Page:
By Stephanie Siciarz
Pink Moon Press, $13.99, 287 pages
Almondine Orlean, by her own words, grew up in black and white. Born on the tropical – and some say magical – island of Oh, Almondine stood out for the color of her skin, which was not black like her parents, but white. While Almondine’s mother accepts her color and her father believes in her faithfulness, not everyone is so welcoming. Almondine’s grandfather, Raoul, cannot accept his daughter’s insistence that she is faithful to her husband. He also does not believe in island magic. He becomes convinced that his daughter had a fling with the only white man on the island and he sets out to prove it. He becomes obsessed with his goal of finding the truth at the risk of losing his job, his family and his mind. As he investigates, he finds that the island does not give its secrets lightly and that sometimes, the truth is best left buried in the sand.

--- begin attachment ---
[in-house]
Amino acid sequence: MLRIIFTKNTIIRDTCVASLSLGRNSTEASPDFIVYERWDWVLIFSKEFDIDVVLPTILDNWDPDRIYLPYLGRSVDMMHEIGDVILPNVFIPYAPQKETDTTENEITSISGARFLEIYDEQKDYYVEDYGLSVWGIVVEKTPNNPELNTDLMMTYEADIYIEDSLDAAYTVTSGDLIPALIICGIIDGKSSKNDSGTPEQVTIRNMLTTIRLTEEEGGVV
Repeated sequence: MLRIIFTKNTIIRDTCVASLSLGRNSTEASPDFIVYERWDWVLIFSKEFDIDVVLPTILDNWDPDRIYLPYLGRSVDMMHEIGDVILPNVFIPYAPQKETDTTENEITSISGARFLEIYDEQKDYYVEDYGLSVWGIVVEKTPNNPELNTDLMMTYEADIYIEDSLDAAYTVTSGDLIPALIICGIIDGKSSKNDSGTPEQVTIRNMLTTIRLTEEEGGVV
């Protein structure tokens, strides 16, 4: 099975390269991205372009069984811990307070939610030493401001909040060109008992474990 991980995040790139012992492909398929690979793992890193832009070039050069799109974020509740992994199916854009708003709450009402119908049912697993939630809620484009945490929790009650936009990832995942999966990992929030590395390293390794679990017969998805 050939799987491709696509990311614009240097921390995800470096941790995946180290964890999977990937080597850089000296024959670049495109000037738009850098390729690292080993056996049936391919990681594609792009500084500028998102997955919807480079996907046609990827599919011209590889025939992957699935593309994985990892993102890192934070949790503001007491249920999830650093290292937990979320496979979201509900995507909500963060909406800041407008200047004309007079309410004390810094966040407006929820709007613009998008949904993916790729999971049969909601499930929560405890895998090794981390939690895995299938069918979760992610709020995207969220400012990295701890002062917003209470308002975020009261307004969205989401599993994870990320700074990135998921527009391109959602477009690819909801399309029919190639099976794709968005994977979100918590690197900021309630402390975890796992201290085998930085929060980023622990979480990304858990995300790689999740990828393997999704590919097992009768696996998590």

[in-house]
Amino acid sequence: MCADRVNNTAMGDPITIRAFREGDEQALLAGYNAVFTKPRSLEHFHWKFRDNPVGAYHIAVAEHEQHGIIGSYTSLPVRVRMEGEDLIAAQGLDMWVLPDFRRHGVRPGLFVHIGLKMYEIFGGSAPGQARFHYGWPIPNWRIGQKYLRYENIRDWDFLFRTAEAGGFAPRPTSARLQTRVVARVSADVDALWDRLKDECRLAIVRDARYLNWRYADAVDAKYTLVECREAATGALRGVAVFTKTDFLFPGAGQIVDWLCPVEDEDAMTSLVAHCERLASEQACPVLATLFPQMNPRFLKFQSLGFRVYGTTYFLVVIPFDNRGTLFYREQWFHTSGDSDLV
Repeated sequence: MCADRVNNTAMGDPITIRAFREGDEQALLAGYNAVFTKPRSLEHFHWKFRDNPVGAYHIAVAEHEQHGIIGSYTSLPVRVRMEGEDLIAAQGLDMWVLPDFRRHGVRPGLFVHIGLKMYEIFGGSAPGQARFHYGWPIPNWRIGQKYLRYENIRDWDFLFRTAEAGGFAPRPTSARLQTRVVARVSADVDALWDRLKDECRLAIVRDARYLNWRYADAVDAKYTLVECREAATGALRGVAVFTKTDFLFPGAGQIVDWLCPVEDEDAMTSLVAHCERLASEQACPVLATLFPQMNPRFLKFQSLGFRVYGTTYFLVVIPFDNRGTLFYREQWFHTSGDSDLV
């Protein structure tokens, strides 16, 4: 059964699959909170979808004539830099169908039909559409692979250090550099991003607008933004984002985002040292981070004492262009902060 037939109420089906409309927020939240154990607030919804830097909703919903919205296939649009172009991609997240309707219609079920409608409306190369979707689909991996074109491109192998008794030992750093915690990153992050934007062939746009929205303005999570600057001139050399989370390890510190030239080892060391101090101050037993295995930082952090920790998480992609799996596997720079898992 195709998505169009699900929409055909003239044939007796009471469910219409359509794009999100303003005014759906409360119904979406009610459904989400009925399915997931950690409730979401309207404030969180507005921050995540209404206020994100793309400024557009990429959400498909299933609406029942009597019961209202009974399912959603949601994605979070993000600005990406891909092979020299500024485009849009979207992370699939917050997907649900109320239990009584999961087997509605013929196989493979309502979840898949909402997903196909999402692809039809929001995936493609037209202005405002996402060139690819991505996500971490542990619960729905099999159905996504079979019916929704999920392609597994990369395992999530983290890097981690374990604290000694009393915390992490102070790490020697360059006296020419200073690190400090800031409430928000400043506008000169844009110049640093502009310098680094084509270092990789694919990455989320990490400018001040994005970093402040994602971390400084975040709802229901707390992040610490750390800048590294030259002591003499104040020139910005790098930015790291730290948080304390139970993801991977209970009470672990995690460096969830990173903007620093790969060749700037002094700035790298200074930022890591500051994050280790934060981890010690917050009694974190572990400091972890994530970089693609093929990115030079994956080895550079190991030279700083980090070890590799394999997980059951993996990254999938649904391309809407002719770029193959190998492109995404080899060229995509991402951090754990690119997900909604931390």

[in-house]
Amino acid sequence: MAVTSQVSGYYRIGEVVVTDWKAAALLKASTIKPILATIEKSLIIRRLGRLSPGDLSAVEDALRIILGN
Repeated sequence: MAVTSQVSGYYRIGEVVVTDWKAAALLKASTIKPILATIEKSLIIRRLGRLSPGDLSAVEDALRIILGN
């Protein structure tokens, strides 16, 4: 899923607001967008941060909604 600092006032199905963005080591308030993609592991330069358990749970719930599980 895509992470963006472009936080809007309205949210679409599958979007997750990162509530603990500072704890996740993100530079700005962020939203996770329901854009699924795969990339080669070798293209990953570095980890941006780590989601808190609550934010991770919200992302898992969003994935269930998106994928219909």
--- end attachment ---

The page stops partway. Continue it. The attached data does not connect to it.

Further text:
Left at the Mango Tree is an outstanding novel by author Stephanie Siciarz. She creates an island world that is so vivid. The reader can feel the warm salty air, taste the pineapple and feel the sand between their toes. The story of Almondine is the story of the key players in her life: her grandfather Raoul, her parents, and her grandmother’s best friend and local midwife, Abigail. The stories connect at many points throughout the novel and paint what the author describes as a mosaic of Almondine’s life. The characters, like the environment, are rich and complex. Their love for each other, fears and secrets make them endearing and real. The secrets of Almondine’s origins come slowly but rewardingly, although in the end the revelation is secondary to the overall search for belonging and identity. Wonderfully written from start to finish, Left at the Mango Tree is a delightful novel that creates a world which will linger with the reader well past the last page.
Reviewed by Barbara Cothern